President Carter will be lucky to gain congressional approval of about half his proposed tax "reform" program, House speaker Thomas P. (Tip) O'Neill Jr. (D-Mass.) said yesterday.

"If the president gets through about 60 percent of the reforms in the House, he does pretty well. I don't know what the Senate ultimately would do, but if he winds up with 50 percent of the reforms, he's done well," O'Neill said yesterday on "Face the Nation" (CBS, WTOP).

Saturday, Carter porposed to Congress $33.9 billion in tax cuts for individuals and businesses that would be offset by $9.4 billion in revenue-gathering "reforms." The net tax cut would be $24.5 billion.

O'Neill said yesterday that the "reforms" - specifically, those aimed at limiting deductions for business entertainment expenses and phasing out a $1.3 billion tax subsidy for exporters over a 3-year period - are expected to cause "a little difficulty for the Carter proposals on Capitol HIll.

But Treasury Secretary W. Michael Blumenthal said yesterday on "Issues and Answers" (ABC, WJLA) that the administration would fight for its "reforms" in order to have enough to support the tax cuts.

"There is going to have to be reform together with the tax cuts," Blumenthal said. "We really wouldn't have the money available to make the cuts for lower and middle to make the cuts for lower and middle income people and to give "tax incentives) to American business to create . . . jobs, if we wouldn't get some of these reforms."

The secretary said he is certain "there is going to be debate" about each proposal, and that it is premature to discuss what, if any, parts of the tax revision package the administration is willing to trade off.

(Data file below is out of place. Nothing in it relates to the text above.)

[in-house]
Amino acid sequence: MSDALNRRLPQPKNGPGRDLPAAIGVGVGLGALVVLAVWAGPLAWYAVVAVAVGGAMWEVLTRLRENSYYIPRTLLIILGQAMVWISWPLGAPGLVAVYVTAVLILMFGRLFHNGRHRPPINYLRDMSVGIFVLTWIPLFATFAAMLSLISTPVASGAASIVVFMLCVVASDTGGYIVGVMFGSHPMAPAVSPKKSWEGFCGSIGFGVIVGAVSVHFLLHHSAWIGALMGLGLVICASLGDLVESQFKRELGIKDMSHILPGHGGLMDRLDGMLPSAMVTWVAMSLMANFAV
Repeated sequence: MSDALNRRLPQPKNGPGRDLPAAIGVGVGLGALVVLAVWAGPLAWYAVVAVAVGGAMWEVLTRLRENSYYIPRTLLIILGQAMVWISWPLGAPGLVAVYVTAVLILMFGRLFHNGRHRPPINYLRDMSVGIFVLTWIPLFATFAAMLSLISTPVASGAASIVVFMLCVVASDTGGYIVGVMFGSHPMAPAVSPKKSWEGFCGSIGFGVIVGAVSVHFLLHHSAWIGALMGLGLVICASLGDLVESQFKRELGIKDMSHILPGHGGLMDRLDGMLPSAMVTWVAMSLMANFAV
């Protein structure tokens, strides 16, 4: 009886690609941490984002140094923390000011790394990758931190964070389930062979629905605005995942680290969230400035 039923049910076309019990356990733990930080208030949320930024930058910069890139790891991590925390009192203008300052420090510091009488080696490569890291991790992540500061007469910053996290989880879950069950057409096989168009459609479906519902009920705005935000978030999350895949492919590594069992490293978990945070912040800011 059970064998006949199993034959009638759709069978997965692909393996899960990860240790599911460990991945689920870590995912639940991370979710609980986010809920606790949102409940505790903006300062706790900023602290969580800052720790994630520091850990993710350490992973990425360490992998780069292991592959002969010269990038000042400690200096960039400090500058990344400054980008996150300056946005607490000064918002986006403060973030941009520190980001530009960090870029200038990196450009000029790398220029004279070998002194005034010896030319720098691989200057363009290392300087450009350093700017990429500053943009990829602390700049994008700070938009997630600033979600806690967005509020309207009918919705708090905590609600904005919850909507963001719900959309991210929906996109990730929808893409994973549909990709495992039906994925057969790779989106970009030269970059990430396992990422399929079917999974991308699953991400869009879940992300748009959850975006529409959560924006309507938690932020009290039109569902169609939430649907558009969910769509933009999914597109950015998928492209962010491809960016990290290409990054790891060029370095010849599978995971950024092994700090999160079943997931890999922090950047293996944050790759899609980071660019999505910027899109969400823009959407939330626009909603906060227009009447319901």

Instead, he said Carter's proposal to limit deductions for business entertainment expenses to 50 per cent of cost is a "very important" part of the package - something Carter "talked about in the campaign," and something "we are going to fight for."

"It is unfair to allow some people to write off a lot of expenses that other people have to pay for out of after-tax income," Blumenthal said.

Still. O'Neill said, it's going to be a tough fight. Lobby groups are lining up - as they have in the past - to keep Congress from eliminating the tax break for exporters and trimming the deductions for business entertainment expenses, he said.

For example, the issue of the exporters' tax subsidy - enacted in 1971 - "has been before the House many times, and it's considered a major reform," O'Neill said. "But [because of] the power of the industries in every section of the country, it's a difficult piece of legislation to pass," he said.

On the issue of limiting entertainment expense deductions, restaurant and catering associations are saying that particular change could cost 200,000 jobs, said O'Neill.

"There's a tremendous amount of pressure on that" the Speaker said. "It's not that easy, because of pressure, to pass legislation of that type. We'll probably have to compromise on that one."

O'Neill said he expects Carter to win relatively easy congressional approval of proposals to repeal deductions allowed for state and local gasoline and sales taxes.As for himself, O'Neill said he "would, for the most part, so along with the president of the United States" on the tax cut-tax revision package.

Republican leaders yesterday had little to say about the "reform" elements of Carter's proposals. But one of them, House Minority Leader John J. Rhodes of Ariona, said on "Meet the Press" (NBC-WRC) that he believes the president's proposed net $24.5 billion tax cut is not enough.

"You need a tax cut large enough to make up for the Social Security tax increase and also for inflation . . .," Rhodes said. "In order to make up just for the inflation factor, you would have to have $31 billion instead of $25 billion" in tax reduction, he said.

"If we really wanted to accomplish all the things which I think are necessary for the economy, it would take a $51 billion tax cut," Rhodes said.

He said a cut tat size 'would actually result in dollar revenues to the federal government which might well be excess" of the $3.6 billion in additional tax revenue projected for the Carter tax code revision proposal, and that the larger cut "would not actually increase the deficit."